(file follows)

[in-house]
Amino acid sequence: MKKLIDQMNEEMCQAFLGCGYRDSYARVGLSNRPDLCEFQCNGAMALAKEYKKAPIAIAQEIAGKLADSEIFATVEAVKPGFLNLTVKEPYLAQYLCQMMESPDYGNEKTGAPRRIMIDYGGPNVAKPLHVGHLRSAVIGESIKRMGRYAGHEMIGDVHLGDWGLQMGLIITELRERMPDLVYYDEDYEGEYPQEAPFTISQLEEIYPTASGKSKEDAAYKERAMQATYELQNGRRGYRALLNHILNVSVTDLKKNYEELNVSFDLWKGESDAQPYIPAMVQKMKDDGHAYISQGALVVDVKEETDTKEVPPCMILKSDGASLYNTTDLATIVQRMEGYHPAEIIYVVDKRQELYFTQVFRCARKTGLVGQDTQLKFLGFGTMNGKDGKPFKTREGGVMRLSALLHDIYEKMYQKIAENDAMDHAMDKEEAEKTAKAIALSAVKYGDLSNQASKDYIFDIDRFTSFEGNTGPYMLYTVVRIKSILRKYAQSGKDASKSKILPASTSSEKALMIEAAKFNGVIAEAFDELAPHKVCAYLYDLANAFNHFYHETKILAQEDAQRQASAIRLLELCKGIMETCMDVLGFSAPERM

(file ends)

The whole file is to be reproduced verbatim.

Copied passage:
[in-house]
Amino acid sequence: MKKLIDQMNEEMCQAFLGCGYRDSYARVGLSNRPDLCEFQCNGAMALAKEYKKAPIAIAQEIAGKLADSEIFATVEAVKPGFLNLTVKEPYLAQYLCQMMESPDYGNEKTGAPRRIMIDYGGPNVAKPLHVGHLRSAVIGESIKRMGRYAGHEMIGDVHLGDWGLQMGLIITELRERMPDLVYYDEDYEGEYPQEAPFTISQLEEIYPTASGKSKEDAAYKERAMQATYELQNGRRGYRALLNHILNVSVTDLKKNYEELNVSFDLWKGESDAQPYIPAMVQKMKDDGHAYISQGALVVDVKEETDTKEVPPCMILKSDGASLYNTTDLATIVQRMEGYHPAEIIYVVDKRQELYFTQVFRCARKTGLVGQDTQLKFLGFGTMNGKDGKPFKTREGGVMRLSALLHDIYEKMYQKIAENDAMDHAMDKEEAEKTAKAIALSAVKYGDLSNQASKDYIFDIDRFTSFEGNTGPYMLYTVVRIKSILRKYAQSGKDASKSKILPASTSSEKALMIEAAKFNGVIAEAFDELAPHKVCAYLYDLANAFNHFYHETKILAQEDAQRQASAIRLLELCKGIMETCMDVLGFSAPERM